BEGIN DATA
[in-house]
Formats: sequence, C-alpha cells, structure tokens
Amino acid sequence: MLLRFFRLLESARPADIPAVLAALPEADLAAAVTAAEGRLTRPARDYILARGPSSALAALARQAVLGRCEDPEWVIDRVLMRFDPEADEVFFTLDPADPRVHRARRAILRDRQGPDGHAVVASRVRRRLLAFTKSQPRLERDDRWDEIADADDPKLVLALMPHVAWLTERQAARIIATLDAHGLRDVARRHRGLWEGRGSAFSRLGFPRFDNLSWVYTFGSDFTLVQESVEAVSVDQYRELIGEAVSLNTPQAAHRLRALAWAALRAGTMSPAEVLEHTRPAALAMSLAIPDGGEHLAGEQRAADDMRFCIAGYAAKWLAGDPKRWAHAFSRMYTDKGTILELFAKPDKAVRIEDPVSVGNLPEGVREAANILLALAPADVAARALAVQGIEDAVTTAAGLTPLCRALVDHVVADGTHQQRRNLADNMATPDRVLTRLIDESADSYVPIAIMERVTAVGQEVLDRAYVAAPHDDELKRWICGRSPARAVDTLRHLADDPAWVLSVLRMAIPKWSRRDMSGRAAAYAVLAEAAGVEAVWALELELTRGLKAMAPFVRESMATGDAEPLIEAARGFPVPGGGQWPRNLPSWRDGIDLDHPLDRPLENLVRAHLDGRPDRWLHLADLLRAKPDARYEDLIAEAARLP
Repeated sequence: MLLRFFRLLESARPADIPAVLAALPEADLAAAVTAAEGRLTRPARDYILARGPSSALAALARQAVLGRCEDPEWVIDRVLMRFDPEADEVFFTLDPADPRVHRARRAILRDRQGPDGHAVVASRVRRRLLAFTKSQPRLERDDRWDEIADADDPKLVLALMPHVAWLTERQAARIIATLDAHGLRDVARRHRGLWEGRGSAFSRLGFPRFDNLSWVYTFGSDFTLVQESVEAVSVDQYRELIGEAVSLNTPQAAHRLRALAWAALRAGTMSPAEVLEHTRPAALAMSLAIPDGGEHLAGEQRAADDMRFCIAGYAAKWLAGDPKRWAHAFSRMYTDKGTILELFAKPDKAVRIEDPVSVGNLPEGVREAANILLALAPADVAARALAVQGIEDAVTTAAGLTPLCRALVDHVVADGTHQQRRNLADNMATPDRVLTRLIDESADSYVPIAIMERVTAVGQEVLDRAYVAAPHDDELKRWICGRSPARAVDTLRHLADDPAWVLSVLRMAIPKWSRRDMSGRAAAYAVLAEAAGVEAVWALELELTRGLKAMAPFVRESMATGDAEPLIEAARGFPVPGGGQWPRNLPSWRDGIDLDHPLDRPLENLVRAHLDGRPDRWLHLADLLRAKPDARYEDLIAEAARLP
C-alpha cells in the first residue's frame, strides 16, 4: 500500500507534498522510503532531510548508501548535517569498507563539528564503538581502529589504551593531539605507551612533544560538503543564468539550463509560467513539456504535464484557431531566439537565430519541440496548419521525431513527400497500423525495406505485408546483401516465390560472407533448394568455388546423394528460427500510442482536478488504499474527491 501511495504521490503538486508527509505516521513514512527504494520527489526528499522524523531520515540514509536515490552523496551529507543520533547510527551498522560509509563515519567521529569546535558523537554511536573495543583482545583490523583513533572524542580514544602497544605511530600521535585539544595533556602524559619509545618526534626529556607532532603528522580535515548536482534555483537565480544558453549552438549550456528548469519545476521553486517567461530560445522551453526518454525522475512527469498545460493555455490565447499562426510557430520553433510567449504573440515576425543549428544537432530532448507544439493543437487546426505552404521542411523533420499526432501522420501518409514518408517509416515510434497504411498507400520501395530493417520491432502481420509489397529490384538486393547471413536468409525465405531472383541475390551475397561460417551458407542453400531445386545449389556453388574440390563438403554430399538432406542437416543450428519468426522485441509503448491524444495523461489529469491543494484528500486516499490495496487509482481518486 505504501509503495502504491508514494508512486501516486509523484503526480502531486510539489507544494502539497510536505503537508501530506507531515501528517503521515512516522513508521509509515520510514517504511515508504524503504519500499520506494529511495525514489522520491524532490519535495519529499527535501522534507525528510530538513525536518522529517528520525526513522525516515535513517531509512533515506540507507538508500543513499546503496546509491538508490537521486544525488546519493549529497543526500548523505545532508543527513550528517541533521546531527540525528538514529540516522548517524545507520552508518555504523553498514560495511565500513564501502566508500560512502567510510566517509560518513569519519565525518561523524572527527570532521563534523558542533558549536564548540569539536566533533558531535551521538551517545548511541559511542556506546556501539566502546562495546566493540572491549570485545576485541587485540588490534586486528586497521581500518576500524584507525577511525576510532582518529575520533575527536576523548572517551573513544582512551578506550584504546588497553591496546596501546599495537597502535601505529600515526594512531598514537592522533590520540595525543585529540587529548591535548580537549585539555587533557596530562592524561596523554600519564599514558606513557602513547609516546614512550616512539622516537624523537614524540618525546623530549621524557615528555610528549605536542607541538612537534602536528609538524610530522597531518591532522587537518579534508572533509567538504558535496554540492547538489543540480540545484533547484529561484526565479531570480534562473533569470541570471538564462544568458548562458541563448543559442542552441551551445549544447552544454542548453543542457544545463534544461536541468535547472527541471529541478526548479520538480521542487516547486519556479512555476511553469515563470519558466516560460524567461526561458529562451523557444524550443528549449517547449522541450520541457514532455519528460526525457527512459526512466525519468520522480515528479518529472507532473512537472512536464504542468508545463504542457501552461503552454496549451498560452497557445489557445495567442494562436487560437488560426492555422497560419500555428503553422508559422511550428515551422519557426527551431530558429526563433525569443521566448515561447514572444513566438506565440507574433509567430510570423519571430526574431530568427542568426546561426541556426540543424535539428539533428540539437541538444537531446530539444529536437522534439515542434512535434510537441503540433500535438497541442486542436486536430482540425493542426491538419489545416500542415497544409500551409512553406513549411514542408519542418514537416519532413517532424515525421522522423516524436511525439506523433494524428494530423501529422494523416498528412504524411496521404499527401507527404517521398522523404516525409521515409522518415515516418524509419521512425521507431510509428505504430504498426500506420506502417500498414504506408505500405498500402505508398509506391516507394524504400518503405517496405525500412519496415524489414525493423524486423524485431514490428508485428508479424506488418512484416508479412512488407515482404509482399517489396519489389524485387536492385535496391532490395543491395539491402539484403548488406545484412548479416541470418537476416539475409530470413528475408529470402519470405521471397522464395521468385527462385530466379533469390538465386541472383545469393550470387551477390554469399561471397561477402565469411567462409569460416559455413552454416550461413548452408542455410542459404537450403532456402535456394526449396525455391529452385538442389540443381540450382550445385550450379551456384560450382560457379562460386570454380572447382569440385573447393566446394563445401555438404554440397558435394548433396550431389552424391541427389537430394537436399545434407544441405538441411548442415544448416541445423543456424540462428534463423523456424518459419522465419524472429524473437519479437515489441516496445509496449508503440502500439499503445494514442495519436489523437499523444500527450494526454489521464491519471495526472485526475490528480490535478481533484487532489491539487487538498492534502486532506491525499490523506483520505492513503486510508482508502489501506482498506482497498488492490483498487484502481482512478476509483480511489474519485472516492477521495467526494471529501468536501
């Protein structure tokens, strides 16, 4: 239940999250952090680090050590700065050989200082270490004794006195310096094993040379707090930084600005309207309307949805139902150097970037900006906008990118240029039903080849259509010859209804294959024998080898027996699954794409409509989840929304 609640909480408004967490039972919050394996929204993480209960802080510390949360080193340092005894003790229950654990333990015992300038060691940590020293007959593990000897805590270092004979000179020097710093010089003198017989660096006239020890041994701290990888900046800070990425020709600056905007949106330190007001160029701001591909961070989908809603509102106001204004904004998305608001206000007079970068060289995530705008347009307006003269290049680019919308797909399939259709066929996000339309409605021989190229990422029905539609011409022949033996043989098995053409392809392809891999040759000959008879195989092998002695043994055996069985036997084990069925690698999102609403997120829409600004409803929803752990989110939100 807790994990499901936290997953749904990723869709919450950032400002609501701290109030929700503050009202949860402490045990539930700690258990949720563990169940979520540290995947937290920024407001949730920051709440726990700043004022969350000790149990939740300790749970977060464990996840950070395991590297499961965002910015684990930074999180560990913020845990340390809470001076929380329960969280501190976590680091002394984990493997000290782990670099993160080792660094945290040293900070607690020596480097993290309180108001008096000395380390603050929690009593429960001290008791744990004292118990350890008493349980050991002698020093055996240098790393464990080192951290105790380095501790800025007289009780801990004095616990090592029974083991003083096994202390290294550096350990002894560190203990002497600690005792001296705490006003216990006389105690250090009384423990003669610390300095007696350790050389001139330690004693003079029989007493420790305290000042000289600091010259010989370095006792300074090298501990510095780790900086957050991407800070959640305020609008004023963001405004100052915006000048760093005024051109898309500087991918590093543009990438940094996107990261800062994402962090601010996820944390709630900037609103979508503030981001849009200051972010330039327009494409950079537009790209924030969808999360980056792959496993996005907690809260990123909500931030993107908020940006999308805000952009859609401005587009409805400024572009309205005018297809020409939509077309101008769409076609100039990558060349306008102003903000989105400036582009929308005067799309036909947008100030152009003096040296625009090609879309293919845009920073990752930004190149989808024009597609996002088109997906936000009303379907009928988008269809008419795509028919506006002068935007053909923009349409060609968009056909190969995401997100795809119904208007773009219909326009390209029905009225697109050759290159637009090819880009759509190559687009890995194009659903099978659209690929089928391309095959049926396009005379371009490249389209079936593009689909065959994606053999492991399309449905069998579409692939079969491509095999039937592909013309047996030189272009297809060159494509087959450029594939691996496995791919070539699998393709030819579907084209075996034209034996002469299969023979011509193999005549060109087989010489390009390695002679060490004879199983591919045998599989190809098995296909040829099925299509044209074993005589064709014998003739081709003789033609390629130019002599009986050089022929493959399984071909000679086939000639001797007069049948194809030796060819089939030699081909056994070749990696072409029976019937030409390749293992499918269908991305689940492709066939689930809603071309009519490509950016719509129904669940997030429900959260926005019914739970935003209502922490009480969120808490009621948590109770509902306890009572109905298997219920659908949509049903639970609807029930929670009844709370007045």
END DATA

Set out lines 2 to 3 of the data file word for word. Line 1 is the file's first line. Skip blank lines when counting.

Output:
Formats: sequence, C-alpha cells, structure tokens
Amino acid sequence: MLLRFFRLLESARPADIPAVLAALPEADLAAAVTAAEGRLTRPARDYILARGPSSALAALARQAVLGRCEDPEWVIDRVLMRFDPEADEVFFTLDPADPRVHRARRAILRDRQGPDGHAVVASRVRRRLLAFTKSQPRLERDDRWDEIADADDPKLVLALMPHVAWLTERQAARIIATLDAHGLRDVARRHRGLWEGRGSAFSRLGFPRFDNLSWVYTFGSDFTLVQESVEAVSVDQYRELIGEAVSLNTPQAAHRLRALAWAALRAGTMSPAEVLEHTRPAALAMSLAIPDGGEHLAGEQRAADDMRFCIAGYAAKWLAGDPKRWAHAFSRMYTDKGTILELFAKPDKAVRIEDPVSVGNLPEGVREAANILLALAPADVAARALAVQGIEDAVTTAAGLTPLCRALVDHVVADGTHQQRRNLADNMATPDRVLTRLIDESADSYVPIAIMERVTAVGQEVLDRAYVAAPHDDELKRWICGRSPARAVDTLRHLADDPAWVLSVLRMAIPKWSRRDMSGRAAAYAVLAEAAGVEAVWALELELTRGLKAMAPFVRESMATGDAEPLIEAARGFPVPGGGQWPRNLPSWRDGIDLDHPLDRPLENLVRAHLDGRPDRWLHLADLLRAKPDARYEDLIAEAARLP